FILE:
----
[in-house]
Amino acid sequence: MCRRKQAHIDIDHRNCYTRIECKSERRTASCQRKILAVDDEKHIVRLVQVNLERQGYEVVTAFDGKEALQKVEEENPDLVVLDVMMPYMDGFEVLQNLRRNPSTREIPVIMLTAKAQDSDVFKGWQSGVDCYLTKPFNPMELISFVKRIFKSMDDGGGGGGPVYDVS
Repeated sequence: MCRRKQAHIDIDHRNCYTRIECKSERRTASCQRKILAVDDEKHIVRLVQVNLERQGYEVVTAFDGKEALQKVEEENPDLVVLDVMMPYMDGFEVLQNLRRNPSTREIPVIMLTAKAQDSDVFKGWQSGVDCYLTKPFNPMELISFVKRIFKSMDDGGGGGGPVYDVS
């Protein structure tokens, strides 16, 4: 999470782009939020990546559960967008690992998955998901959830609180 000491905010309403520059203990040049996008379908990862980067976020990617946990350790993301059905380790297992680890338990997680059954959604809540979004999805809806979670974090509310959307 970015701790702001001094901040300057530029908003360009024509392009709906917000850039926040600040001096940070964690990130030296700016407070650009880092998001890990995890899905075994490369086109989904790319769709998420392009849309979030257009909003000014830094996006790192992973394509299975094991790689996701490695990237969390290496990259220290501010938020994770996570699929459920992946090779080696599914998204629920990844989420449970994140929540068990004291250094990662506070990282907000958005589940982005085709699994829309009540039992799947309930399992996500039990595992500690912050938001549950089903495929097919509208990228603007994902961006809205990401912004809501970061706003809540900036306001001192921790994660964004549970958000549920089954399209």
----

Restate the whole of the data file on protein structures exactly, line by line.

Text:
[in-house]
Amino acid sequence: MCRRKQAHIDIDHRNCYTRIECKSERRTASCQRKILAVDDEKHIVRLVQVNLERQGYEVVTAFDGKEALQKVEEENPDLVVLDVMMPYMDGFEVLQNLRRNPSTREIPVIMLTAKAQDSDVFKGWQSGVDCYLTKPFNPMELISFVKRIFKSMDDGGGGGGPVYDVS
Repeated sequence: MCRRKQAHIDIDHRNCYTRIECKSERRTASCQRKILAVDDEKHIVRLVQVNLERQGYEVVTAFDGKEALQKVEEENPDLVVLDVMMPYMDGFEVLQNLRRNPSTREIPVIMLTAKAQDSDVFKGWQSGVDCYLTKPFNPMELISFVKRIFKSMDDGGGGGGPVYDVS
């Protein structure tokens, strides 16, 4: 999470782009939020990546559960967008690992998955998901959830609180 000491905010309403520059203990040049996008379908990862980067976020990617946990350790993301059905380790297992680890338990997680059954959604809540979004999805809806979670974090509310959307 970015701790702001001094901040300057530029908003360009024509392009709906917000850039926040600040001096940070964690990130030296700016407070650009880092998001890990995890899905075994490369086109989904790319769709998420392009849309979030257009909003000014830094996006790192992973394509299975094991790689996701490695990237969390290496990259220290501010938020994770996570699929459920992946090779080696599914998204629920990844989420449970994140929540068990004291250094990662506070990282907000958005589940982005085709699994829309009540039992799947309930399992996500039990595992500690912050938001549950089903495929097919509208990228603007994902961006809205990401912004809501970061706003809540900036306001001192921790994660964004549970958000549920089954399209």